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About the Story
"Bored of his life in the East, Buck Rockford heads West to seek the meaning of man's existence."
Entrant - Neo-Twiny Jam
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Number of Reviews: 3
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…or the humourous(?) adventures of Buck Rockford.
Bored out of his mind, Buck heads West in hopes to find fulfilment and meaning for his life. Though he has quite a few options on what to become, Buck never seems to find luck with any of those new position. Instead he job hops, hoping the next one will strike gold…
The entry is very anchored in the western tropes, and even through some of the underlying sadness, there is quite a bit of delighting humour. The twists made me giggle quite a bit.
This game was written for the Neo Twiny Jam in 500 words or less.
I played this game the day after Pioneer Day. This holiday is only really celebrated in Utah, where I don't live right now, but I celebrated it by telling stories about my pioneer ancestors to my kid. They journeyed west over the plains in the 1840's and 50's, and lived western lives, like being a coal miner in Nevada or running a farm in Utah.
Growing up in Utah, a state with a religious majority, we were required to learn Utah history every three years but religion was not allowed to be mentioned. So besides the occasional Native American history, we spent almost all of those years learning about Mountain Men like Jim Bridger.
So this game brought back a lot of thoughts. It's pretty short. You play as a kind of mountain man who lives through multiple stages of life, each with a varying amount of its own branches. Each life drives you further, inexorably west.
If this was just a straight-up western, I'd probably give 3 or 4 stars. But little bits of deadpan humor are slid in that really enhance it. Sometimes I had to read it twice before I realized how funny it was. And some of it is almost not humor but just an unsettling inconsistency, a literary uncanny valley.
Anyway, the game itself is quite small and I have a whole cloud of baggage attached to it so if someone reads this and plays it and thinks 'That was it?' yes, that was it, I just liked it.
If you worry Buck Rockford is too on-the-nose as a Western character name, fear not. This work is not fully in earnest. And Buck’s name works doubly for me. Why? Well, having lived in Chicago for a while, I know of a good-sized town about 90 miles west called ... Rockford! It is not a terribly romantic place to live, alas.
Buck Rockford Heads West (BRHW) is itself an effort written in Ink, where you, as Buck Rockford, have a choice of four professions to follow. Each is stereotypically Western, except for weird twists that happen once you start. In each profession, you may have a drastic life-or-death choice, except ... well, it only affects the story.
Each part of the story at first relies on standard Western tropes, and while Western tropes have been done and mocked enough to make me scream, this is different. There is no "howdy pardner" or long description of scenery. There is simply doing stuff wrong on purpose, which turns out to be way more interesting than doing it right. Here the enforced word count works well. Twists and turns are packed in nicely.
Eventually, Buck finds his destiny, which is sort of unexpected, but it makes sense given the surreal logic of the story. Strangely enough, I found it related to (Spoiler - click to show)Mr. Seguin's Goat, which I'd played a few weeks ago in ParserComp 2023, because of (Spoiler - click to show)the themes of having too much freedom not being so great. In fact, because of the nature of the story where one adventure does not help Buck on any of the others, we can either note that he is going around in circles with his four choices, or he does in fact find worse luck somewhere along the way. (It's possible there is a hidden ending for doing things the "right way." But BRHW doesn't feel like it wants to force to you. I played through several times to check.)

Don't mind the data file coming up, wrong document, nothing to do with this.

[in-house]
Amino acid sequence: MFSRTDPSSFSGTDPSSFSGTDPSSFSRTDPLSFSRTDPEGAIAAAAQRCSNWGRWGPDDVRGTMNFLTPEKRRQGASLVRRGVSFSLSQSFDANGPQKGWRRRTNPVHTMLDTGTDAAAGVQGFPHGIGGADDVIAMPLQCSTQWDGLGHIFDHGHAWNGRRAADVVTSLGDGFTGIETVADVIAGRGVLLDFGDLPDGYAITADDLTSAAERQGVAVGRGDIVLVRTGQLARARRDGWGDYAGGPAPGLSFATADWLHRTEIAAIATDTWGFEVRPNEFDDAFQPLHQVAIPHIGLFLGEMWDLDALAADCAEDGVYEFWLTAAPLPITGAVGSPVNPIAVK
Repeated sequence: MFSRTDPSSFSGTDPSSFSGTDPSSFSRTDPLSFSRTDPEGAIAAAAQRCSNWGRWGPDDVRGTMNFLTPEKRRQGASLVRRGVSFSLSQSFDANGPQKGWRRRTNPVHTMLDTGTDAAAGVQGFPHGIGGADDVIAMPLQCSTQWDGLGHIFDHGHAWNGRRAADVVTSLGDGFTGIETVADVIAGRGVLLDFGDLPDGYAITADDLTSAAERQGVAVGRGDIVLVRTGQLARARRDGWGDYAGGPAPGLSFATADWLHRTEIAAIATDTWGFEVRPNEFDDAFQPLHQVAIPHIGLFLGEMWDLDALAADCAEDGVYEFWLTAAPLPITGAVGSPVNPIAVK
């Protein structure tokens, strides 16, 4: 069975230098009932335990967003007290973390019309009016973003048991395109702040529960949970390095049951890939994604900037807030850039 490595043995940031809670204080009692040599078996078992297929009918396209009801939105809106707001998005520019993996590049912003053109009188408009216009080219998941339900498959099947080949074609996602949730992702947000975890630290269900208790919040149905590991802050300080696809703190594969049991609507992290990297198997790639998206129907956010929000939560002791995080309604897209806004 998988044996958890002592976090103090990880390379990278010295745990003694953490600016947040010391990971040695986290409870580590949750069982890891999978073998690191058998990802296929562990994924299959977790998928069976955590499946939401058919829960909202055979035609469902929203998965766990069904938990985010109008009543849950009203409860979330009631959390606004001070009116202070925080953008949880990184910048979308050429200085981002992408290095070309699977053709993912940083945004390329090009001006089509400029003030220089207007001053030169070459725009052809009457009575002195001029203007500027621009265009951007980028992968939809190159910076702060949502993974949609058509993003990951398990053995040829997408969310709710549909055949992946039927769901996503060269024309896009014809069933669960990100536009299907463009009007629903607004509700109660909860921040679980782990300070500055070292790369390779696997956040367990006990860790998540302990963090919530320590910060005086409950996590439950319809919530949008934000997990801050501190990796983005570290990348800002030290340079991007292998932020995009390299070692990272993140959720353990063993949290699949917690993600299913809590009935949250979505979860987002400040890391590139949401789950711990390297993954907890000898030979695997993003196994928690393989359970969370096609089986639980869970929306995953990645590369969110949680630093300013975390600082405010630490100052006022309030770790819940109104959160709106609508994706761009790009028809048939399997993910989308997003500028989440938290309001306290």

I was surprised how much I thought of it afterwards as more than just a bunch of clever jokes and misdirections. It reminded me of back when the World Wide Web was more volatile, and I thought I'd find a webpage where I'd stay longer than I did, or a community that should've worked, didn't. Some webpages seemed terribly avant-garde or clever, but they were just flashy, and once I heard the same old snark a few times, I moved on. Then on stumbling over a website from over a decade ago, it seemed old-hat, the "insightful" humor too cruel.
Similar things happen with art, of course--people loved Sasha Baron Cohen's Borat for different reasons. The parts that got the loudest laughs didn't seem to age well, and the odder parts, to me, showed profound insights. And Cohen himself keeps needing to try new characters or environs. Once his current alter-ego gets too popular, he needs to move on.
Neo Twiny Jam has its share of downright depressing works where someone is stuck. BRHW is about being stuck in its own way, but it has more a sense of melancholy, of searching for more. Perhaps not of discontent but of knowing you will kind of shrivel up and growing if you stay certain places too long. But it's told to you not by a self-help guru worth tens of millions of dollars, or even a teacher in high school who said you should be more interested in their subject than you were, because that's the way to a good job. But it's about looking into things you always meant to, a reminder of longing without saying, gee, pal, you wasted your life.
Well, that's what it was for me. You may find your own interpretation, and it would not be wrong. I have already yammered on so that this review eclipses the Neo Twiny Jam word limit. I think that says a lot.
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